Enrique Zamudio played bass guitar during the July 2016 Salmon Jam music festival in Cordova. Zamudio’s family remembered his love of music in the Cordova Courthouse on Dec. 5, 2017. J.D. Stimson will serve three years in prison for criminally negligent homicide and driving under the influence in the vehicle crash death of his friend Zamudio in August 2016. The Cordova Times file photo, 2016

21. Stimson gets three years in fatal Cordova crash

Enrique Zamudio remembered as family speaks at hearing

By Emily Mesner

December 15, 2017

J.D. Stimson will serve three years in prison for criminally negligent homicide and driving under the influence in the vehicle crash death of his friend Enrique Zamudio in August of 2016.

“This has been the hardest, most painful, brutally honest year of my life and I can only imagine what it’s been like for the Zamudio family,” Stimson said during the sentencing at the Cordova courthouse on Dec. 5. “I lost someone I loved deeply.”

Through tears, Stimson addressed the court and Zamudio family, “I’m sorry for not learning my lesson the first time. I’m sorry for putting Enrique and the community in danger and I’m sorry for ripping the darkest, most painful hole into the Zamudio family.”

Stimson, then 19, lost control of his vehicle and struck a utility pole on August 9, 2016 on First Street near the ferry terminal, according to Cordova police records. Zamudio, 18, a passenger in the vehicle, was fatally injured.

A design overview reveals the extent of all the work that is being done at Cordova Airport. Note Taxiway D to the right of existing Taxiway C, which will eliminate the need for jet turn-arounds on the Runway. Photo by Dick Shellhorn/The Cordova Times

22. Alaska Airlines construction begins Feb. 24

By The Cordova Times

February 17, 2017

Alaska Airlines will begin extensive remodeling of its Cordova airport terminal on Feb. 24, a project expected to take about two weeks, and cause longer wait times for check in and in luggage drop areas, as well as the security screening checkpoint.

Cargo customers should also anticipate longer wait times, said Sean Langhelm, an airline spokesman and customer service manager at Yakutat.

The Cordova project will involve replacing the terminal floor, remodeling of bathrooms, painting the interior and exterior, and upgrading fixtures to LED lighting, he said.


Ranney’s first book includes 78 photos.  This one shows the author after landing Fishing & Flying’s Cessna 185 near Cape St. Elias. Photo courtesy Gayle Ranney collection

23. T-Craft Tales: A book worth reading

Ranney: One of the passengers had said there was no way he was going to fly with a woman pilot … but then he guessed it would be okay.

By Dick Shellhorn

April 21, 2017

Cordova’s Gayle Ranney has written a book titled “T-Craft Tales”.  It’s about flying small planes in Alaska, and much more. After a 40-year career that spans 26,000 flight hours, she certainly has plenty to write about.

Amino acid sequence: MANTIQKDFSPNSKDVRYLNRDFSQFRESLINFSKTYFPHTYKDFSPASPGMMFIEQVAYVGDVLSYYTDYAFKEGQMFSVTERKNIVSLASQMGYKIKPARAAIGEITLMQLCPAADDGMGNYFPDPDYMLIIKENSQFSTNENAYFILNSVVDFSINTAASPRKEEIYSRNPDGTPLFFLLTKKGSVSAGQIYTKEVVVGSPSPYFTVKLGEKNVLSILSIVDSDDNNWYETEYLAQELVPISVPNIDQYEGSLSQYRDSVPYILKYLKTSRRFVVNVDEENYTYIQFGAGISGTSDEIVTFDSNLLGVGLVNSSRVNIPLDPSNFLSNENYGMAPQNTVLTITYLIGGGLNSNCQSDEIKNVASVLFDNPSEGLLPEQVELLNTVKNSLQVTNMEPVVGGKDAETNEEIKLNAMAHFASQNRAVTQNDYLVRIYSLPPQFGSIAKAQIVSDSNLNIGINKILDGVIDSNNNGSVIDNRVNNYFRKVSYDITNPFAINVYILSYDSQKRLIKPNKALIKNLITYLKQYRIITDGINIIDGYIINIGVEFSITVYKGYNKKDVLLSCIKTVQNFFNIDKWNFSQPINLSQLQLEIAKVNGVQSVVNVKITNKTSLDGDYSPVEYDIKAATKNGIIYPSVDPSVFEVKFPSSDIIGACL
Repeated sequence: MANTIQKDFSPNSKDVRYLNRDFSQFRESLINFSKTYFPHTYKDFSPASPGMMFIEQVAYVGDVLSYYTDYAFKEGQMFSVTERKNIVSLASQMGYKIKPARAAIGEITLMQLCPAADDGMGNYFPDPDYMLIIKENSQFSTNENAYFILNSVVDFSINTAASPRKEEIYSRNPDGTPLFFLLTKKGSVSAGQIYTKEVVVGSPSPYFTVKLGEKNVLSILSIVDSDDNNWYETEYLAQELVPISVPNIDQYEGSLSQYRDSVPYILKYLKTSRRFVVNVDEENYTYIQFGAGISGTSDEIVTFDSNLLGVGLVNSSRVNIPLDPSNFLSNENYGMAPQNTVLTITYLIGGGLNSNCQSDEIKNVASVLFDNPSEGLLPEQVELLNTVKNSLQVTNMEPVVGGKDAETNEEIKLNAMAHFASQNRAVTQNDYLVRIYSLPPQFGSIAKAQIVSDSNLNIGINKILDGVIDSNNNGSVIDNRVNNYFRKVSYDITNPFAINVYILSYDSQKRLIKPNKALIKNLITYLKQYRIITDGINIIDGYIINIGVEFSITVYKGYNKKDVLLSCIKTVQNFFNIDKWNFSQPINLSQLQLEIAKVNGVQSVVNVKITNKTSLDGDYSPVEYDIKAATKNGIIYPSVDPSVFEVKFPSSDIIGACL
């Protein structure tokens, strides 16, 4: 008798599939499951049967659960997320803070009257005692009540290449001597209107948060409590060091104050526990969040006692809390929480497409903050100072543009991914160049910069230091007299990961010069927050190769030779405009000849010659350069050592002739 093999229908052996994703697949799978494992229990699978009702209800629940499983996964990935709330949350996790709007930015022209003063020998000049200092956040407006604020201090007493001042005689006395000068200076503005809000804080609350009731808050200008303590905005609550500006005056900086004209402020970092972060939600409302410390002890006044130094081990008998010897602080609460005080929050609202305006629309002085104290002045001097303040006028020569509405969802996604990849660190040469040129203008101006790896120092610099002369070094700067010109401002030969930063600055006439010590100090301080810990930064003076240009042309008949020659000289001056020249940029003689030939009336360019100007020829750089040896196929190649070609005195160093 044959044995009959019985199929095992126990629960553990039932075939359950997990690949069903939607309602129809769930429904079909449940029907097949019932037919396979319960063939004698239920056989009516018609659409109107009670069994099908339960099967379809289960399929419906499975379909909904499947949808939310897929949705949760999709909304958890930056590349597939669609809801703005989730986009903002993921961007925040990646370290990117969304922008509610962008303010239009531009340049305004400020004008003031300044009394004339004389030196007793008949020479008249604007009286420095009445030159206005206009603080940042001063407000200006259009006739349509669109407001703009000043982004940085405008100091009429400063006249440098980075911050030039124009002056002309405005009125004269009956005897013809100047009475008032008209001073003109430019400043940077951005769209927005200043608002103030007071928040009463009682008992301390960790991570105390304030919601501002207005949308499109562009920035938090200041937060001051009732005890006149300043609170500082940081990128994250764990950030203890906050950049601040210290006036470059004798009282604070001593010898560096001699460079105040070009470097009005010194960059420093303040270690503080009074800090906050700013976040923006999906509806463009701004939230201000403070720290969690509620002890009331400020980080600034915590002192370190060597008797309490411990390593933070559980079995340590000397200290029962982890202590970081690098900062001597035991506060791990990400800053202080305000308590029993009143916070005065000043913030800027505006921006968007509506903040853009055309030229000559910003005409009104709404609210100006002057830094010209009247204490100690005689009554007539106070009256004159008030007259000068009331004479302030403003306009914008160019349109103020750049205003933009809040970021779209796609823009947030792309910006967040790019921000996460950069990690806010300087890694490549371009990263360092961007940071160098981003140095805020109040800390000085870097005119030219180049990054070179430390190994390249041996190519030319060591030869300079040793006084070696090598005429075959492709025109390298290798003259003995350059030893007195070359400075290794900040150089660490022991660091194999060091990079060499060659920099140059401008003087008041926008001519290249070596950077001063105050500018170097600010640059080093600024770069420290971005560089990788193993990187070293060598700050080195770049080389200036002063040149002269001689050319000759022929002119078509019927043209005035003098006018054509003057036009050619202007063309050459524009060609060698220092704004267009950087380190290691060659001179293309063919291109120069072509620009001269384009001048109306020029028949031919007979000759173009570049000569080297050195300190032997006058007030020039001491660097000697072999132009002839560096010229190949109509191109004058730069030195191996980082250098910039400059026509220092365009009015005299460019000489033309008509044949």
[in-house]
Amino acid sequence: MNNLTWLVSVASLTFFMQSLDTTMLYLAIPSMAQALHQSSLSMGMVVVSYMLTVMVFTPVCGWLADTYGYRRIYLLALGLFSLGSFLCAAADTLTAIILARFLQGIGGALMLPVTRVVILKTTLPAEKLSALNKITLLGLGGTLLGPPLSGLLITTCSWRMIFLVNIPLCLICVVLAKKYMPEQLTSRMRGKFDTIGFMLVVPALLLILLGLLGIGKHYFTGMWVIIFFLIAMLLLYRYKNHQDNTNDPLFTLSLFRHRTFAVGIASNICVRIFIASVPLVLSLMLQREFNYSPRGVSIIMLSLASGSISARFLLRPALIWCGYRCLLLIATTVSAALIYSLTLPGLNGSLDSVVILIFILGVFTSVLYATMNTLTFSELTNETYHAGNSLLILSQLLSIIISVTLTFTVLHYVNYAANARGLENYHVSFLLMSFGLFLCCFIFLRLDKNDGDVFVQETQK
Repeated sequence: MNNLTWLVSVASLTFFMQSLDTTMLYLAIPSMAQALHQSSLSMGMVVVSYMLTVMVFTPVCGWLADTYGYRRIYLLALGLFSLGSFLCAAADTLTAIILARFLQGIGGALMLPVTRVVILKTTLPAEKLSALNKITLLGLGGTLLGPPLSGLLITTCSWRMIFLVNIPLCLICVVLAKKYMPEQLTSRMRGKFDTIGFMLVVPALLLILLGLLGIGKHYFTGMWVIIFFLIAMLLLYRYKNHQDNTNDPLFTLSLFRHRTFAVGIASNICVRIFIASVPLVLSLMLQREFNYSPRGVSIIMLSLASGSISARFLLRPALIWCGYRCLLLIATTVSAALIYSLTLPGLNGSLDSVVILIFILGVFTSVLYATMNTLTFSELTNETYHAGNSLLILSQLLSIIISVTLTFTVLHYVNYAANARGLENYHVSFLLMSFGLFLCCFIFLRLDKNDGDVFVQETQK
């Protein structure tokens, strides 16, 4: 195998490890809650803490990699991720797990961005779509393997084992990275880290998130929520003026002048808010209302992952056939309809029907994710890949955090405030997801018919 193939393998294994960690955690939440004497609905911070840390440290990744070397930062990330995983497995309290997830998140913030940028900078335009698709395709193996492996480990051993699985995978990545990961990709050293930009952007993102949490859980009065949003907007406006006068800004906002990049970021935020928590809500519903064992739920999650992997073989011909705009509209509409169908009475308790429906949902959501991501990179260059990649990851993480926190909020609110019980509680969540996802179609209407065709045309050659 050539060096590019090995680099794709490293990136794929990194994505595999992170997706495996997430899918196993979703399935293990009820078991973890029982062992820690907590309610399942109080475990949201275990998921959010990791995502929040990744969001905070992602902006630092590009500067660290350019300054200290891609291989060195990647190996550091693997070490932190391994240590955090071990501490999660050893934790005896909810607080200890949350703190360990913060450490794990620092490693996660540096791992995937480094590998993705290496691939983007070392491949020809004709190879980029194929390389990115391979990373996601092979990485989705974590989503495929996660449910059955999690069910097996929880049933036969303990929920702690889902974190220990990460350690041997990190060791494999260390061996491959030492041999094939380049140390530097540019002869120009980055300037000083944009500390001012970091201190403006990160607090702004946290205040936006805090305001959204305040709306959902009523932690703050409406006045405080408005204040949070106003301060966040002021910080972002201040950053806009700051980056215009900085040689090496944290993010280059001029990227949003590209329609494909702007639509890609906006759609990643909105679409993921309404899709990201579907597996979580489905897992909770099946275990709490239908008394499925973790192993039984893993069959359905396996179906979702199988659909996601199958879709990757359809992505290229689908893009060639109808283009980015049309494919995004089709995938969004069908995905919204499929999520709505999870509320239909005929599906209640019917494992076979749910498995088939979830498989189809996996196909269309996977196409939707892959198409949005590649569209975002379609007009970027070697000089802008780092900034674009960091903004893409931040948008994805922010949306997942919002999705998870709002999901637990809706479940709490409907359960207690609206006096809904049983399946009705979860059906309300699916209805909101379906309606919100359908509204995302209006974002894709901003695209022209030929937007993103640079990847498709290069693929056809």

This 220-page book is so entertaining it only took me four hours to read it and I am a notoriously slow reader. The book centers around page-turning anecdotes, beginning with a chance encounter with an Alaska Bush pilot back in 1965 when Ranney took a teaching job in Juneau. Gayle learned to fly there, and the title comes from the first plane she owned, a Yakutat based T-Craft she purchased sight-unseen before she even had her private license.


Bree, Everleigh and Bryan Mills began the process of domestic infant adoption in January 2017. They’re currently waiting for the right match with an expectant mother who is making an adoption plan for her child.
Photo by Chelsea Haisman, Chelsea Haisman Photography/For The Cordova Times

24. Mills family hopes for adoption by Christmas

Nearly $20,000 saved with community help, but costs could reach $60,000

By Cinthia Gibbens-Stimson

September 20, 2017

Thoughts of adoption has always been close to the hearts of Bree and Bryan Mills, and now the Cordova couple, parents of a six-year old daughter, are hoping to have their new baby at home for Christmas.

The couple, who have one daughter, Everleigh, 6, decided in January that adding to their family through the adoption of an infant was what they wanted to do.

“Growing up in the church, we both had many friends whose families grew through adoption. We always considered it a completely valid way of choosing to grow your family. We had spoken about the idea of adoption before we were even married, as something we’d both thought about exploring more someday, but that plan was expedited when I experienced unexplained secondary infertility after we had Everleigh,” Bree said.


And they did welcome their new daughter before Christmas:

Birth: Evangeline Autumn Mills